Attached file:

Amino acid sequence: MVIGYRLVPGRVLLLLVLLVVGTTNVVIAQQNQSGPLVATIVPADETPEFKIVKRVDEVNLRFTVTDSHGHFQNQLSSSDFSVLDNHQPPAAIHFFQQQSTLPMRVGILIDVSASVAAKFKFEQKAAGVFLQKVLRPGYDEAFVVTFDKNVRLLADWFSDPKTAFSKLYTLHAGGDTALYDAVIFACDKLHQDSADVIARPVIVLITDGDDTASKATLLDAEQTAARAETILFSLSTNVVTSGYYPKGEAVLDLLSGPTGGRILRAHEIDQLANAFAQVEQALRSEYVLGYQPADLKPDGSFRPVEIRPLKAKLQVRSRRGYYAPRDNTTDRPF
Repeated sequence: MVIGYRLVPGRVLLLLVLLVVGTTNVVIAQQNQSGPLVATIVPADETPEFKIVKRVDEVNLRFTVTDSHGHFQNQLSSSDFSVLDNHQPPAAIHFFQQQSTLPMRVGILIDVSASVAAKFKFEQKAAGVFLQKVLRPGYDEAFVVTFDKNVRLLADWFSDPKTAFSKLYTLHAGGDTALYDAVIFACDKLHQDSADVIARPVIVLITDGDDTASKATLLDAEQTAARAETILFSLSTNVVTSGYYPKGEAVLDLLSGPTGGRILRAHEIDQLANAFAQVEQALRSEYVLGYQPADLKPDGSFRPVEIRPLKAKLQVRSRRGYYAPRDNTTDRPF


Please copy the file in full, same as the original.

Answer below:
Amino acid sequence: MVIGYRLVPGRVLLLLVLLVVGTTNVVIAQQNQSGPLVATIVPADETPEFKIVKRVDEVNLRFTVTDSHGHFQNQLSSSDFSVLDNHQPPAAIHFFQQQSTLPMRVGILIDVSASVAAKFKFEQKAAGVFLQKVLRPGYDEAFVVTFDKNVRLLADWFSDPKTAFSKLYTLHAGGDTALYDAVIFACDKLHQDSADVIARPVIVLITDGDDTASKATLLDAEQTAARAETILFSLSTNVVTSGYYPKGEAVLDLLSGPTGGRILRAHEIDQLANAFAQVEQALRSEYVLGYQPADLKPDGSFRPVEIRPLKAKLQVRSRRGYYAPRDNTTDRPF
Repeated sequence: MVIGYRLVPGRVLLLLVLLVVGTTNVVIAQQNQSGPLVATIVPADETPEFKIVKRVDEVNLRFTVTDSHGHFQNQLSSSDFSVLDNHQPPAAIHFFQQQSTLPMRVGILIDVSASVAAKFKFEQKAAGVFLQKVLRPGYDEAFVVTFDKNVRLLADWFSDPKTAFSKLYTLHAGGDTALYDAVIFACDKLHQDSADVIARPVIVLITDGDDTASKATLLDAEQTAARAETILFSLSTNVVTSGYYPKGEAVLDLLSGPTGGRILRAHEIDQLANAFAQVEQALRSEYVLGYQPADLKPDGSFRPVEIRPLKAKLQVRSRRGYYAPRDNTTDRPF